The Patent Lawyer is published by the APLF and has released Issue 2. In an article on patent amendment practice, Stephen Favakeh provides some simple advice for overcoming novelty rejections. Generally, a novelty rejection is easier to overcome than an obviousness rejection because novelty is determined by more objective standards. However, when responding to an Office Action, you should not set your client up for an obviousness rejection.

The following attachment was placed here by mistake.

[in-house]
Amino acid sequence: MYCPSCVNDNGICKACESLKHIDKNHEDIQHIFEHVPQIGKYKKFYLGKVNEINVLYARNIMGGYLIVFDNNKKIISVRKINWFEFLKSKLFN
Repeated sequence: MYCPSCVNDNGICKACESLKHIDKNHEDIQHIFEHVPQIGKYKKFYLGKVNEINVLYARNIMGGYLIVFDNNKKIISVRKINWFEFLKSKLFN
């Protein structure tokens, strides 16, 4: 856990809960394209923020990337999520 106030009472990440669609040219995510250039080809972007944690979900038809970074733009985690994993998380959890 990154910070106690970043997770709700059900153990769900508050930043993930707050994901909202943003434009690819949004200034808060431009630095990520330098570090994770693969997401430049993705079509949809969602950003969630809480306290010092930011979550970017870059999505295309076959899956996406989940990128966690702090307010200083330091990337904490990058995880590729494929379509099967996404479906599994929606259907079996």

It is usually not enough simply to list the limitations in the claim that are missing from the prior art reference, particularly when the differences are subtle. Doing so may lead to a dismissal of the Section 102 rejection, but only at the cost of substituting a section 103 [obviousness] rejection. “Sure,” the examiner may say, “the prior art doesn’t exactly disclose the claimed invention, but it is obvious to fill in the gaps.” To avoid this, explain why the missing limitations are significant.